Re: [dnssd] Confirming consensus from DNSSD Privacy discussion in Bangkok

Michael Richardson <mcr+ietf@sandelman.ca> Thu, 28 February 2019 14:28 UTC

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From: Michael Richardson <mcr+ietf@sandelman.ca>
To: Christian Huitema <huitema@huitema.net>
CC: dnssd@ietf.org
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Date: Thu, 28 Feb 2019 09:28:53 -0500
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Subject: Re: [dnssd] Confirming consensus from DNSSD Privacy discussion in Bangkok
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Christian Huitema <huitema@huitema.net> wrote:
    >> Okay, so, as I suspected, this is vulnerable to dictionary attacks if
    >> the public key is leaked. Am I misunderstanding? If so, can you
    >> explain why this is not the case?

    > If the public key is leaked, anyone with the leaked key can impersonate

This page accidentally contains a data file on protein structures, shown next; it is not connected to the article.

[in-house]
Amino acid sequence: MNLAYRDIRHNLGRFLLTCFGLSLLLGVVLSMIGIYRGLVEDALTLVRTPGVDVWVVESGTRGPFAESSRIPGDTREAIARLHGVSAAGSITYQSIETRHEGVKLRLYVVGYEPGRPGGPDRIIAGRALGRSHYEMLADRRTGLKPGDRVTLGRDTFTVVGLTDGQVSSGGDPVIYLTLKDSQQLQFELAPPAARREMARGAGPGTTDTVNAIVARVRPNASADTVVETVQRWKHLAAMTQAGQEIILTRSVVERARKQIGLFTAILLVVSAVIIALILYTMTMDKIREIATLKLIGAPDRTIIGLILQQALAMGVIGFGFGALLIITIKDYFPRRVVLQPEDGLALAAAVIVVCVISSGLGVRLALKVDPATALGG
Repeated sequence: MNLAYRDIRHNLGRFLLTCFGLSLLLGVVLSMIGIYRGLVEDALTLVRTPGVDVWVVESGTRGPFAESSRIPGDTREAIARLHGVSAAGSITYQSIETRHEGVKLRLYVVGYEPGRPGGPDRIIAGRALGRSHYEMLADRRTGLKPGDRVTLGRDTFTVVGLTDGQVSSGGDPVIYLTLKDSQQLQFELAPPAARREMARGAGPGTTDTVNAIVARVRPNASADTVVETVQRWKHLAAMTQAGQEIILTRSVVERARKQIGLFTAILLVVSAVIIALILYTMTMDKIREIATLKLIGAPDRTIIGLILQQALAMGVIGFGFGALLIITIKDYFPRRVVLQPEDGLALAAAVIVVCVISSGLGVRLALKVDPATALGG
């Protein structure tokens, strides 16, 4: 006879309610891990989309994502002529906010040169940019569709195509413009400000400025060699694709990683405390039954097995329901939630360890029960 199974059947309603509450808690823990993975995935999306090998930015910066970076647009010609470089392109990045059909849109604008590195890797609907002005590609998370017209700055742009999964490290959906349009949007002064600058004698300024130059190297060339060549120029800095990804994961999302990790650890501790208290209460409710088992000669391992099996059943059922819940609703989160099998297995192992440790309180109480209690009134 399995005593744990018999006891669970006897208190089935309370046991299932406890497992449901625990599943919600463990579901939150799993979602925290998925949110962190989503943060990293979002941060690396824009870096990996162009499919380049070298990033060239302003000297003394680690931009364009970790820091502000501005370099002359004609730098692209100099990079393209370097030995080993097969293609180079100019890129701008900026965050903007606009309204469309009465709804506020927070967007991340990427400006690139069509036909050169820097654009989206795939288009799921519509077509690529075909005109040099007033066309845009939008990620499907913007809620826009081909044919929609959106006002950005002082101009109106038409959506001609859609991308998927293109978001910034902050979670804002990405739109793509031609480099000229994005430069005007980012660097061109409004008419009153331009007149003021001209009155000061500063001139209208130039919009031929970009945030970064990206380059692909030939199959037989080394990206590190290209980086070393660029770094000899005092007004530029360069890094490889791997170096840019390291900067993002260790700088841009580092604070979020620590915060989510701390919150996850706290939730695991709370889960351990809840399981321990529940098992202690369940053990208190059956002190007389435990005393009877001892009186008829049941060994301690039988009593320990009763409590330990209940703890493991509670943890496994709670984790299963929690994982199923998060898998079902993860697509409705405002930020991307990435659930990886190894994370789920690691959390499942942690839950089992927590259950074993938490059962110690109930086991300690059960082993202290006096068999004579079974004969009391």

> an authorized client, establish a connection, etc. The secrecy of the
    > public key is what keeps this together. In all these schemes, there has
    > to be a secret that acts as the seed for the privates exchanges, and in
    > the scheme I propose that secret is the public discovery key of the server.

Since we have extensive public training that the "public key" is safe to
disclose, this may be confusing for many, as this is no longer the case for this.

May I suggest different terminology?  As the two halves of asymmetric keying
systems are mathematically equivalent, so maybe we could call it the
client-dual-key or something like that.

--
Michael Richardson <mcr+IETF@sandelman.ca>ca>, Sandelman Software Works
 -= IPv6 IoT consulting =-